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The Race at the Lone Pine

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medium_lonepine.jpgThe Council fire cast weird shadows amongst the trees and the waters of the river reflected its glow. The Chieftain of the Abenakai tribe, tall and commanding, with flashing eyes, but features calm and immovable, stood in the midst of the fire-lit circle. Addressing his tribesmen the Chieftain spoke thus:
"The die is cast. Our enemy, the Iroquois, has claimed the right of the valley of the St. Francis for their hunting grounds. We know that this country is ours." His hands were extended and he pointed to the north and south, the east and west, to give emphasis to his words.

High-Brow, Chief of the Iroquois, sprang to his feet. "My brother, Tall-Feather, has spoken. The race of endurance shall take place. He who wins shall give to his tribe possession of lands now in dispute. My word is spoken."

The hostile bands of Abenakai and Iroquois had met at Skaswantegon (in the Indian tongue meaning, The place where we smoke), the point of land at the conjunction of the Magog and St. Francis rivers within the limits of the city of Sherbrooke, and near the Canadian National Railway bridge that spans the river.

Possession of hunting lands in the richly forested valley of the St. Francis had long been contested, but now the decision was made to have the question settled. Two warriors were chosen, one from each tribe, to settle the dispute in a primitive, but somewhat dramatic way. The braves stepped forward and stood in the firelight, quietly awaiting final commands from their respective chiefs.

The task put upon them was to run around the rock that stood alone, except for a pine tree that clung to it, until one had become victor. He who should have the most endurance would claim the scalp of the victim, and win for his tribe the supremacy of the valley. It was a race to the death, but speed and endurance was to them a game in which the best man would win.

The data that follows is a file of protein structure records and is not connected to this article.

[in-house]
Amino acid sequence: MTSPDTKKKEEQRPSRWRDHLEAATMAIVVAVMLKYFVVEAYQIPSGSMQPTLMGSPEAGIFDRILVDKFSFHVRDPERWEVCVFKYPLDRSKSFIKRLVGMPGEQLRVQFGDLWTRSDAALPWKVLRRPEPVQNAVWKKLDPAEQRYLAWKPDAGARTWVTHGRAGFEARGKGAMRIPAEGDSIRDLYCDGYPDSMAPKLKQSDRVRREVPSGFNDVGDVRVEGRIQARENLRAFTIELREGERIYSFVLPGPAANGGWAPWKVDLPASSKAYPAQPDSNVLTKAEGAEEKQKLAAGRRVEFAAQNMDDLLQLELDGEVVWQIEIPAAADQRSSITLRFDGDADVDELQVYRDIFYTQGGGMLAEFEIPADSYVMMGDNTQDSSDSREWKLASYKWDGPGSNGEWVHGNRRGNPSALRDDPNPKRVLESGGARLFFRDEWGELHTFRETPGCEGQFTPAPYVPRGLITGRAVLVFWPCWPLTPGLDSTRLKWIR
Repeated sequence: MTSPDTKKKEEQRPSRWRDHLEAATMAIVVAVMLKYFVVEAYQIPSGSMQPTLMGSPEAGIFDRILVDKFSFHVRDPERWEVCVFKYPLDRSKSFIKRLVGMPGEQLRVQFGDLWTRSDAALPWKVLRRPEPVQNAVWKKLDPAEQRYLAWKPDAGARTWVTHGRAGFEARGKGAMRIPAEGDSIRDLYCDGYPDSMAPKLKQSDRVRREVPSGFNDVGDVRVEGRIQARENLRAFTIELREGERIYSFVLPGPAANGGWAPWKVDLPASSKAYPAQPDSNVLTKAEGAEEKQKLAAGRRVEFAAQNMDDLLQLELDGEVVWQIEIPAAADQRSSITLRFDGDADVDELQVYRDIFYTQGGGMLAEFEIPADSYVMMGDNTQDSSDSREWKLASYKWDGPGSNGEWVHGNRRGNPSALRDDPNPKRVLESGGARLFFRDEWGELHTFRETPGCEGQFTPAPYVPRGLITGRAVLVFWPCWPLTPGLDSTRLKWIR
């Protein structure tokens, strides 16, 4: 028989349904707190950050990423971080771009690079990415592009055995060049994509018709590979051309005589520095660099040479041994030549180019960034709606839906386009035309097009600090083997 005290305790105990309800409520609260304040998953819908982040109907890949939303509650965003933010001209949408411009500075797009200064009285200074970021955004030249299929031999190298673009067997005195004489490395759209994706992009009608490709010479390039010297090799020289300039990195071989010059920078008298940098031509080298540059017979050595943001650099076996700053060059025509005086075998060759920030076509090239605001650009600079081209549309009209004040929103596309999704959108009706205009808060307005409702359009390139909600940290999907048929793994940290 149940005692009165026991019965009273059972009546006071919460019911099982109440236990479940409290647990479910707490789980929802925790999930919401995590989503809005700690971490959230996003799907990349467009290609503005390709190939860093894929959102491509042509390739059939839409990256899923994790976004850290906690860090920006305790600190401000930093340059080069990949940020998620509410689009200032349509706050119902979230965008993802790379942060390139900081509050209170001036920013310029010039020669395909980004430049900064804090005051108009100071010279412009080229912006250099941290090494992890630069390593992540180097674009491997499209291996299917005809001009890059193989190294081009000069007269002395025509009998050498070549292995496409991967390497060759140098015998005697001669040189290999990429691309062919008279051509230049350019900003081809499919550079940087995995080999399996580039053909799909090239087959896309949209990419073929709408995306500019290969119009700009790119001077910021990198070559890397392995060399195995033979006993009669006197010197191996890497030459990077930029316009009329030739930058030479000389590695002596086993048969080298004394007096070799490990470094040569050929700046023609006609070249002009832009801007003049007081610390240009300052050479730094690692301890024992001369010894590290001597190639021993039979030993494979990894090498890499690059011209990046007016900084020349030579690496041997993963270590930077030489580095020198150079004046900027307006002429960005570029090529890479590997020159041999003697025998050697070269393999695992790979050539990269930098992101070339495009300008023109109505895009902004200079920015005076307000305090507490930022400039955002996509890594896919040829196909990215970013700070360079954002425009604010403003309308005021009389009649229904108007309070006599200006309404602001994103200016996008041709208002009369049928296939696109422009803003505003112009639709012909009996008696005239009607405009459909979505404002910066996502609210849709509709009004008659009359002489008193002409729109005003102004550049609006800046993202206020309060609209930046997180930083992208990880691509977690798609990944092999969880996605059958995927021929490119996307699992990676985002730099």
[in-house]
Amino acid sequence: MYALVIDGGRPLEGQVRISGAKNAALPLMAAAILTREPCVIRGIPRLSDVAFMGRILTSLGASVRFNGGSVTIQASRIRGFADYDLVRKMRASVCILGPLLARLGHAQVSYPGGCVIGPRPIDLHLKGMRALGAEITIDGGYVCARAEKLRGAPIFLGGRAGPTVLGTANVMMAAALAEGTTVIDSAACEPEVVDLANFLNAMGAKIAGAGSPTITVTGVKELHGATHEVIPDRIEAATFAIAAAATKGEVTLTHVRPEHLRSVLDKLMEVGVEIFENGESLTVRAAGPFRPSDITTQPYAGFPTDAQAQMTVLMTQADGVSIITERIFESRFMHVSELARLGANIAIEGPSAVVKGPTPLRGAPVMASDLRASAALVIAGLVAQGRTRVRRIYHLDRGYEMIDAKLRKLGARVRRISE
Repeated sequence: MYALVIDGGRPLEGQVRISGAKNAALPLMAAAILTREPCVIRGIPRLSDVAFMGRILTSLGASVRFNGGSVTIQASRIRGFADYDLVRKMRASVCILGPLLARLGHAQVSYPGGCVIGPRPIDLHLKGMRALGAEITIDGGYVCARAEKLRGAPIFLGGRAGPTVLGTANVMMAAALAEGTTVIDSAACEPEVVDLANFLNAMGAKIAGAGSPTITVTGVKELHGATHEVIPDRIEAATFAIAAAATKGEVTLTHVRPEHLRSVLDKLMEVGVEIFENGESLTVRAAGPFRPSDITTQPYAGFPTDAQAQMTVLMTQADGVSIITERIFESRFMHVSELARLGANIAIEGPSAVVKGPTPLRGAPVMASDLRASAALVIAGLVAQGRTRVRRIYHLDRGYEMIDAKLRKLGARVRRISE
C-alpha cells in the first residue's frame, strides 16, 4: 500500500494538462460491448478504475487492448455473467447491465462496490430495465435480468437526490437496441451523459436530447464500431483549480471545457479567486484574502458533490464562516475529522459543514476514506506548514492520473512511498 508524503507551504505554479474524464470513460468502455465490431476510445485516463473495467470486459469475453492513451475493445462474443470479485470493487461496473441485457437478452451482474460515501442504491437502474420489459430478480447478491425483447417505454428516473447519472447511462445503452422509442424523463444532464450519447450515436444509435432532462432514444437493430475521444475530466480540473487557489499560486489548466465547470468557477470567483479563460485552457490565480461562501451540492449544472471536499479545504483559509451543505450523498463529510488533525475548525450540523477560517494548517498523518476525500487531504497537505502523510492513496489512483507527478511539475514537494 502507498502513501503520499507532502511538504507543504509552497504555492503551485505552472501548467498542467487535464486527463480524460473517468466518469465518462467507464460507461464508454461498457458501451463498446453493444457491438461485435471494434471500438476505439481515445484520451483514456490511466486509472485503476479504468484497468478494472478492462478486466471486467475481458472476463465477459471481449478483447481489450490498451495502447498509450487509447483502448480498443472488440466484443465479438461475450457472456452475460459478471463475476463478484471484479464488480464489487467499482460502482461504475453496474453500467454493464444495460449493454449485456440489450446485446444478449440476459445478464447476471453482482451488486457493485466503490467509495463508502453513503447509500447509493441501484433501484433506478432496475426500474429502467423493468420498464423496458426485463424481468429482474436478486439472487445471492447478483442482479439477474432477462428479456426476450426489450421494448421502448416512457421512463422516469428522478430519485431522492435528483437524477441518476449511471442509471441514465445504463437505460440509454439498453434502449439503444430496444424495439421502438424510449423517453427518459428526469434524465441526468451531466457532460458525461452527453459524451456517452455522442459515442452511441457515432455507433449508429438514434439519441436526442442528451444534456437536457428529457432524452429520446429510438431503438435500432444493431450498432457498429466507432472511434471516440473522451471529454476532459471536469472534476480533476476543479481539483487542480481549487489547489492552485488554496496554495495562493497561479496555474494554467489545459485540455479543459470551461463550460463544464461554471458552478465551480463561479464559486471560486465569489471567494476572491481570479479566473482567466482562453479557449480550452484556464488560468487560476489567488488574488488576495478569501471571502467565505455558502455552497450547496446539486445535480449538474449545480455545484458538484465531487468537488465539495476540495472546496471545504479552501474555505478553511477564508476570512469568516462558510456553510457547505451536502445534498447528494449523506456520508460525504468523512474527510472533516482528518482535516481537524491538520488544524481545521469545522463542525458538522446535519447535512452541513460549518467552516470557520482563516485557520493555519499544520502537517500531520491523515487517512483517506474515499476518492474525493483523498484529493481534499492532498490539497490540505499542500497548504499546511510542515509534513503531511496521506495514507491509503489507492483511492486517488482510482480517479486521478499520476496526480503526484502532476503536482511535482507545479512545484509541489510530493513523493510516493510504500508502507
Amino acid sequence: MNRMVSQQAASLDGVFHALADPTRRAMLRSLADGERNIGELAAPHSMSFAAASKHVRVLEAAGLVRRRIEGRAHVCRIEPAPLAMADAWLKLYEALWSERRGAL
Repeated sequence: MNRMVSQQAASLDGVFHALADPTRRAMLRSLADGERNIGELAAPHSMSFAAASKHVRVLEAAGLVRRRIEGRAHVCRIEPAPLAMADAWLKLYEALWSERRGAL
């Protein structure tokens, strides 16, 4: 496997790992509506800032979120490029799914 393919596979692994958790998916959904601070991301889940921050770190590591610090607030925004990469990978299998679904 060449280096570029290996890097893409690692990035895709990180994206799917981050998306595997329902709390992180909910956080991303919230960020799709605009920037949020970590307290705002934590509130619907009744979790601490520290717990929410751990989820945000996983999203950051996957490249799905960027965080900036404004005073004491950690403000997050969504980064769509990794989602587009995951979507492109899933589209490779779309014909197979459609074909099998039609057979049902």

At break of day Tall-Feather, the Abenakai, and High-Brow, the Iroquois, accompanied by their warriors, went down to the river bank a distance of little more than a half-mile from the confluence of the two rivers. There they gathered, each tribe facing the place where the warriors stood awaiting the command to begin their race. Their figures, silhouetted against the eastern sky now lighted with the morning sun rising from behind the Hills of Stoke, presented a dramatic picture.

Suddenly and with no commotion two forms, lithe and brown, sprang from among their comrades, threw themselves into the river, then started their race around the rock on the small island. Silent and tense the Indians watched the contestants. Ah, one has fallen! He is up again and running. The other falls... and so the race goes on until the Iroquois stumbles, rises, pauses a second, then rolls into the shallow water. The Abenakai grasps his victim, procures the scalp, then stands with folded arms, flashing eyes, and triumphant bearing, while shouts of joy and dismay mingle. No word is spoken; there is no need; he, like all Indians, is silent in times of triumph as well as in suffering. But the warrior has won for his tribe the magnificent Valley of the St. Francis River!

Source: Bertha Weston Price, Legends of Our Lakes and Rivers, Lennoxville, 1937, 17-19.